The Black Swan Summary

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The Black Swan Summary par Mind Map: The Black Swan Summary

1. 1-Sentence-Summary:

1.1. The Black Swan explains why we are so bad at predicting the future, and how unlikely events dramatically change our lives if they do happen, as well as what you can do to become better at expecting the unexpected.

2. Favorite quote from the author:

2.1. "Missing a train is only painful if you run after it! Likewise, not matching the idea of success others expect from you is only painful if that's what you are seeking." - Nassim Nicholas Taleb

3. 3 lessons:

3.1. Black Swans dramatically change the reality of those, who aren’t aware that they’re coming.

3.1.1. Nassim Taleb calls an event a “Black Swan” if it’s unpredictable not because it’s random, but because our outlook on what’s possible was too narrow.

3.1.1.1. The name stems from the fact that up until 1697, mankind believed all swans were white.

3.1.1.2. But when Dutch explorers finally saw black swans for the first time in Western Australia, the term morphed into describing an event that occurred in spite of seeming impossible.

3.1.2. As a logical consequence, those who are the least aware of a Black Swan coming, will suffer the most from its often already extreme consequences.

3.1.2.1. Imagine you’d known about the 9/11 attacks, the 2008 financial crisis or hurricane Katrina in advance. You wouldn’t have been shocked and surprised. In some cases, a Black Swan is only a tragedy for a single person.

3.1.2.2. But what’s a Black Swan for John can be the deal of a lifetime for Tony, the owner of the horse, who’s known in advance that Onyx would protest and bet against his own horse.

3.1.3. However, often Black Swans affect entire societies, or even the whole world.

3.1.3.1. Just think of Copernicus’s discovery that the sun is the center of the universe, not the earth, or when Neil Armstrong set foot on the moon.

3.2. Don’t use your past to explain the future.

3.2.1. One of our biggest erroneous behaviors is our tendency to predict what will happen in the future by using our past as an explanation.

3.2.1.1. Based on the only things we can be certain of – what has happened in our lives in the past – we weave a narrative that makes sense and expect that the future simply must unfold this way.

3.2.2. But there are many unknown factors that could change it.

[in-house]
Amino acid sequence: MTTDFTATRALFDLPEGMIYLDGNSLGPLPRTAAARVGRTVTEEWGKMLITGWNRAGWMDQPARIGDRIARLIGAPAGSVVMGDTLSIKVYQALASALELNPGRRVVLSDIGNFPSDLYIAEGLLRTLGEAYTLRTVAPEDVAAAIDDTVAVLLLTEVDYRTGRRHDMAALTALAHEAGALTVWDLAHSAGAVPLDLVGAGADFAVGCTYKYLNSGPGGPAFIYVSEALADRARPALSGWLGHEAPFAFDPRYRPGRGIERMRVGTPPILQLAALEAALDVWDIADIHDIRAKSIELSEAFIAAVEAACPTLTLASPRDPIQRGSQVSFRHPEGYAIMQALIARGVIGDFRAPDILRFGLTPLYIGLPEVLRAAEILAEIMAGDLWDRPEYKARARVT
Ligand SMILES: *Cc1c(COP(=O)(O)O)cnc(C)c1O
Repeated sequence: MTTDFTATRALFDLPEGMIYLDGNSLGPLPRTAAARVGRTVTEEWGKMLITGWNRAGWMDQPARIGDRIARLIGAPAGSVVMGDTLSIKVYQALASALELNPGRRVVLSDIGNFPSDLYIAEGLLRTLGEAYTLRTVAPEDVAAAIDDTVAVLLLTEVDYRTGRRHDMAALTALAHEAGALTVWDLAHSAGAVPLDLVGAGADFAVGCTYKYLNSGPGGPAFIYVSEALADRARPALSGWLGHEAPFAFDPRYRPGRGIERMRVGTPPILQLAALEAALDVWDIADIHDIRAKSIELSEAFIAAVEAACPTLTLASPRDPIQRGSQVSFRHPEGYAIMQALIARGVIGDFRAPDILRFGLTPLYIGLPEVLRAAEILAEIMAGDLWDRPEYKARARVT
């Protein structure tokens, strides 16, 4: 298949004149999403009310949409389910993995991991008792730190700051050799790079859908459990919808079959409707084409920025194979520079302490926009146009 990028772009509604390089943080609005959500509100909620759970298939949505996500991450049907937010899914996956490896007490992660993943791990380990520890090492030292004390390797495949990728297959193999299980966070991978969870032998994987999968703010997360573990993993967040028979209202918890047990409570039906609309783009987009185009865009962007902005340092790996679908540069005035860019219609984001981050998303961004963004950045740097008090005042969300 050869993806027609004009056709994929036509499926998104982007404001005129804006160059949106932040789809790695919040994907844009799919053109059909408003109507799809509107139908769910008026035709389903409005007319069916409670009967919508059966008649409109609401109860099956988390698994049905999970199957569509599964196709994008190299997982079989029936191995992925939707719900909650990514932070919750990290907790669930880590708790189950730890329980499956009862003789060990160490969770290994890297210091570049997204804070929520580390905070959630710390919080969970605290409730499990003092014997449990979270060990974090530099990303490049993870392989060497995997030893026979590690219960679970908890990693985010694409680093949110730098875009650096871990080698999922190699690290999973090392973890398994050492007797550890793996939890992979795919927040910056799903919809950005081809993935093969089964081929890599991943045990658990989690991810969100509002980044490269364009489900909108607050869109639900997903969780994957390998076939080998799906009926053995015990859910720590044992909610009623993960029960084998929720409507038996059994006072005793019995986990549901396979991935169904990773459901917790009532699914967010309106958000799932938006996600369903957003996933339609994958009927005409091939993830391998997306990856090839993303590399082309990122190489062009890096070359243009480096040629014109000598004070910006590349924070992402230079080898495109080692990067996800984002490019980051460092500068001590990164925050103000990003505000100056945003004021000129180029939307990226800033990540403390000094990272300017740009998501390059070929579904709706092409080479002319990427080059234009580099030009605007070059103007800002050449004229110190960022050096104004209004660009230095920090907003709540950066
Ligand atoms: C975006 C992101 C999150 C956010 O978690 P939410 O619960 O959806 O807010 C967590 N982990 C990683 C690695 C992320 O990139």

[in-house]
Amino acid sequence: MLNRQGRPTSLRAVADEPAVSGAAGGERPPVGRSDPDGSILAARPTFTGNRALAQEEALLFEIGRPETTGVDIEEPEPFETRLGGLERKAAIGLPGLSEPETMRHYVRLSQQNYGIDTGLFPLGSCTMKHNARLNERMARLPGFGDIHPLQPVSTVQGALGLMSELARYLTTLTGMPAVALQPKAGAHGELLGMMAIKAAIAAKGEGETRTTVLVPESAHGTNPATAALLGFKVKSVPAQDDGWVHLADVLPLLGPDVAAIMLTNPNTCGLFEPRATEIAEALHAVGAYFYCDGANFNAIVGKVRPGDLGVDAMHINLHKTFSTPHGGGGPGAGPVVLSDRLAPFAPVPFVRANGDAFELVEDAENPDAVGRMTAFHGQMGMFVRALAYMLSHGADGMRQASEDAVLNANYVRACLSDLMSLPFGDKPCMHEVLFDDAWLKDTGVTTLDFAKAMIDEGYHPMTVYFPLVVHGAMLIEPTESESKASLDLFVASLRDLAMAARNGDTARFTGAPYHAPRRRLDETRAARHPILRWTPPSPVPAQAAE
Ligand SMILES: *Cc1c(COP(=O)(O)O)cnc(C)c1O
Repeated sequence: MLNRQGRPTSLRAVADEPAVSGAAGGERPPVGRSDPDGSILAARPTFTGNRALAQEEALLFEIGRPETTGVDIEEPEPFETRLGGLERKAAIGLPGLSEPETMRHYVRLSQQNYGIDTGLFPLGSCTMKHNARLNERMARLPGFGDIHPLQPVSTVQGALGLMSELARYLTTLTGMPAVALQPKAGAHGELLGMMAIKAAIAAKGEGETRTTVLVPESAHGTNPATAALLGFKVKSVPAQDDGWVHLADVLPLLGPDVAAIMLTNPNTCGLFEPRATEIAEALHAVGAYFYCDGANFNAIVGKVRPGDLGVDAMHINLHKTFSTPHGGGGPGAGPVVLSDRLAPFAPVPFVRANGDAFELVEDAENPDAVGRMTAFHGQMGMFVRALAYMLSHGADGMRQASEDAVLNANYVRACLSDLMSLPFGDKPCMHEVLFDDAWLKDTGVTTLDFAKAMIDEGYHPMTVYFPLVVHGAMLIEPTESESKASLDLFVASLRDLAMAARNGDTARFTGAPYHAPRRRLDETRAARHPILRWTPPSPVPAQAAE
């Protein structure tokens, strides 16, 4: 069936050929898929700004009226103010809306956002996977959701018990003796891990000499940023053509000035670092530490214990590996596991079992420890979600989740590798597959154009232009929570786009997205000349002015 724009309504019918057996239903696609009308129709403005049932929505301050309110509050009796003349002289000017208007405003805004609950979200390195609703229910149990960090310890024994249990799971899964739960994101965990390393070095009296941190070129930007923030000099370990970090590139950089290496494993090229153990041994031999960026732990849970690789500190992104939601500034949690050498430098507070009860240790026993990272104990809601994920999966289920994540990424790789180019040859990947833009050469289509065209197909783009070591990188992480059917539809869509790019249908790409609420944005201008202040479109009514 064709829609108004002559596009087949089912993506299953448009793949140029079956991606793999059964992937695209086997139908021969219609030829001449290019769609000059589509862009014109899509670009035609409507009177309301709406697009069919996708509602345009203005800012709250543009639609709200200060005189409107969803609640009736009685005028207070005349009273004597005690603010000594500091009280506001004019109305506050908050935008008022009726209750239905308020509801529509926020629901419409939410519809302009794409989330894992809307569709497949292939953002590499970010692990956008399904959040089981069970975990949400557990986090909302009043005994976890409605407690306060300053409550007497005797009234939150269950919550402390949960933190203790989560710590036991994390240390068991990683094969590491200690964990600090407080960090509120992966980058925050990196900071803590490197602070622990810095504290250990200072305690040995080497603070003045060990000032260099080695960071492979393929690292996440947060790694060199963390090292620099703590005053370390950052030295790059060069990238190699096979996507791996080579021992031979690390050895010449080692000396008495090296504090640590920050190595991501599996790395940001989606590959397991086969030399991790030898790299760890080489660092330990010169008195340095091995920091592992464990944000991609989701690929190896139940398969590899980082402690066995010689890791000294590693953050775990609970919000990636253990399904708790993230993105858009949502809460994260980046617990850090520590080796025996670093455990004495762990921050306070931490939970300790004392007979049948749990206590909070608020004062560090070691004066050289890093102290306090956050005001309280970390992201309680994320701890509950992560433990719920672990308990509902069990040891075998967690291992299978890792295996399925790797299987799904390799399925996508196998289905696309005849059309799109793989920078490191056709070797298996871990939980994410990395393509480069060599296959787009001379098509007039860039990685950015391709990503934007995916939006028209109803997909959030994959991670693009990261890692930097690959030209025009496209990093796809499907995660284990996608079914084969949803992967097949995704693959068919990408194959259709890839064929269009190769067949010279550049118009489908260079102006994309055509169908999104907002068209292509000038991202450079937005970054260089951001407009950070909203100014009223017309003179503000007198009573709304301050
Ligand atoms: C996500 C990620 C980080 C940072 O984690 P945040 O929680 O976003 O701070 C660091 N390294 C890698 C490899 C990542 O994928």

3.2.2.1. A couple of examples:

3.3. Trying to assess real-world risk like you would in a game can lead you to making the wrong choices.

3.3.1. Another fallacy Taleb describes is called the ludic fallacy. This one explains why we do such bad jobs at getting the right insurance policy, for example.

3.3.2. When faced with the task to assess risk in the real world, we usually try to imagine the risk like a game, where there’s a set of rules and probabilities that we can determine up front, in order to then make the right decision.

3.3.2.1. However, very often, this isn’t possible.

3.3.2.1.1. You can’t just add all the probabilities for getting certain diseases or having a particular accident and then say: “Okay, based on this, I’ll get insured for X amount.”

3.3.2.1.2. For example, if you observe a coin flip game, where the dealer tells you the coin is fair (i.e. lands on heads or tails 50:50), but for 99 times in a row it comes up heads, would you really believe the odds are still 50:50 on the next toss?

3.3.3. If unlikely events happen more often than they statistically should, you must question the assumptions of your model.

3.3.3.1. An example:

3.3.4. It’s hard for us to assess risk accurately in the real world, but oversimplifying it only makes it worse.

4. What else can you learn from the blinks?

4.1. How dogmas keep us from learning

4.2. Why you hold on stronger to your false beliefs when presented with countering evidence

4.3. What our brain structure does that makes us determine the wrong causes for events

4.4. How we fail to distinguish between scalable and non-scalable information

4.5. What you can do to find out what you don’t know

4.6. Why you should be wary every time someone says “because”

5. Who would I recommend The Black Swan summary to?

5.1. The 18 year old star of the football team, who think his sports career will continue forever, the 52 year old, who’s lost a big chunk of money in the stock market once, and anyone who likes gambling.